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  9. spinno

    spinno Well-Known Member

    True but he could make a gesture
    However perhaps the Premier League Clubs should look at themselves
    https://www.bbc.co.uk/news/uk-49288182
     
  10. Andrew Flannigan

    Andrew Flannigan Well-Known Member

    Perhaps if all the overpaid footballers paid a sane rate of tax the poor footballers could receive decent assistance. :eek:
     
  11. Geren

    Geren Well-Known Member

    Might be better if they did. Some degree of transparency over where they get and what they do with their money wouldn't go amiss!
     
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  12. MJB

    MJB Well-Known Member

    Some of the Bury players were earning £9,000 per week. Hardly on the breadline.
     
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  13. Andrew Flannigan

    Andrew Flannigan Well-Known Member

    I didn’t know that. Perhaps they could share as well.
     
    Learning likes this.
  14. Learning

    Learning Ethelred the Ill-Named

    That's fine provided their WAGs haven't spent all their cash.
     
  15. RovingMike

    RovingMike Crucifixion's a doddle...

    None of them were on the breadline, but ssh, don't trouble the idealists with reality;)
     
  16. Andrew Flannigan

    Andrew Flannigan Well-Known Member

    Once people start feeling that way the churches have lost the argument anyway. It's a pity because I've met a few quite decent clergymen of a number of religions. Their problem tends to be solidarity with their not-s0-decent colleagues. :(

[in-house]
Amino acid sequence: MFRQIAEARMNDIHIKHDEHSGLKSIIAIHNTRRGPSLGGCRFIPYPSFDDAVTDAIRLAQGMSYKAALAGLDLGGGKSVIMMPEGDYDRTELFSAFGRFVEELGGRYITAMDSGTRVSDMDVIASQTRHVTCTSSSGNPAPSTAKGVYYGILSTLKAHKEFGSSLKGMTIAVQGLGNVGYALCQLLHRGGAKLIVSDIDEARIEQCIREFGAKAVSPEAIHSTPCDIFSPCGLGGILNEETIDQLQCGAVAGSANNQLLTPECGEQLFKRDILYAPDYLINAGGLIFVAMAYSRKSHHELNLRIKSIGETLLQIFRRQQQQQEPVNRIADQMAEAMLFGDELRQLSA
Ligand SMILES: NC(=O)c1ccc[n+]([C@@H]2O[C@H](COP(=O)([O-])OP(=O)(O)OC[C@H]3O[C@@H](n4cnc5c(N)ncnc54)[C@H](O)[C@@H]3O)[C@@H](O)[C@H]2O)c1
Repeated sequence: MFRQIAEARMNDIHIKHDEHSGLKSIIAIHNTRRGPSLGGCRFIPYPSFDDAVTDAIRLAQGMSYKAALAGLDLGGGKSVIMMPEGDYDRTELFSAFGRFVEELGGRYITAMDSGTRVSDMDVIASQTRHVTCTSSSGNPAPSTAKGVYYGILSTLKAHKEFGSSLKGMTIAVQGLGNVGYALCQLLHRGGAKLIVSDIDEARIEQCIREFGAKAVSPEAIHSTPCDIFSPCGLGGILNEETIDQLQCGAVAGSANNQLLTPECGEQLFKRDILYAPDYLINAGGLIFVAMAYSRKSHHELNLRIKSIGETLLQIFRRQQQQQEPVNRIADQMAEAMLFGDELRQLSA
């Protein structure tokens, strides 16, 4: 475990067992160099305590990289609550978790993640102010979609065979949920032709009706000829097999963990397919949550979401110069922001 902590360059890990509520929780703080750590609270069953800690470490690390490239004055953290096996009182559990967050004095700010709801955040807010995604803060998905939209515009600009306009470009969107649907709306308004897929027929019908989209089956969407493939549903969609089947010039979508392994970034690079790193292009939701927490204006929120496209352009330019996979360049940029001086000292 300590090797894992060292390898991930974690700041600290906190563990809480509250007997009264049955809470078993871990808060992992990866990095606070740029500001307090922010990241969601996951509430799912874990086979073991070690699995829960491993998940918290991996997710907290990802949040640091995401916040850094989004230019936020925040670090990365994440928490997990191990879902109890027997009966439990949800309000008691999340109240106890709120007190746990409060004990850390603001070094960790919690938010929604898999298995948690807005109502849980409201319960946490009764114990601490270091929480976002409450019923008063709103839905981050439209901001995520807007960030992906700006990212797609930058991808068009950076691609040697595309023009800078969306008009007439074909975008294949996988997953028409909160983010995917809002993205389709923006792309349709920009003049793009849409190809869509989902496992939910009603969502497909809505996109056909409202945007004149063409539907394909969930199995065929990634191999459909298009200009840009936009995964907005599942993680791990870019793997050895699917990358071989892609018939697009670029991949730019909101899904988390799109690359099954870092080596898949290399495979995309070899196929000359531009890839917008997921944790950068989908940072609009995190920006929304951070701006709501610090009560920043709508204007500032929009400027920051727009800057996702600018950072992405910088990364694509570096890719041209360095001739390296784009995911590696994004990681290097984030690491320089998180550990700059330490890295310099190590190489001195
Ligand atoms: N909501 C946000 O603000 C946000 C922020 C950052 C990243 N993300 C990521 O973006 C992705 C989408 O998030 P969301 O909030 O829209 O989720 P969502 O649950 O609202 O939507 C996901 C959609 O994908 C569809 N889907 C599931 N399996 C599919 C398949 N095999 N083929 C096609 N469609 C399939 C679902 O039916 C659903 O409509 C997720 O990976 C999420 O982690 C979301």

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  17. dream_police

    dream_police Well-Known Member

    That is my current view and one that is causing concern for someone we know. Some of the things that are going on are so "unchristian".
     
    Catriona likes this.
  18. RovingMike

    RovingMike Crucifixion's a doddle...

    They would say that forgiveness and prayer fixes everything, but I think the Catholics now acknowledge it doesn't. But acknowledging and changing reactions to those "errors" are completely different things.
     
  19. RovingMike

    RovingMike Crucifixion's a doddle...

    Historically they spent vast sums on architecture that was designed to create awe and challenge disbelief. Not sure if that is still the aim.

    Of course we now value all that architecture highly as part of national heritage and don't question what they might have done otherwise.
     
  20. spinno

    spinno Well-Known Member

    Example of "Christianity" at work.
    One Bank Holiday weekend the Keralan community that attend the local RC Church arranged with one of the priests to do the Mass in their native tongue and afterwards to have a "Curry NIght" where they would provide food for everyone who turned up regardless of whether or not they were Churchgoers or whatever.
    Everyone who attended church knew this was happening and yet they turned up and complained about the Mass being in a different language.
    I was there (yes for the free food, but Mrs S goes to that church) overheard someone complaining, and I just happened to mention that we should love our neighbour as our-self oh and didn't the disciples start speaking in tongues on one occasion.....collapse of stout party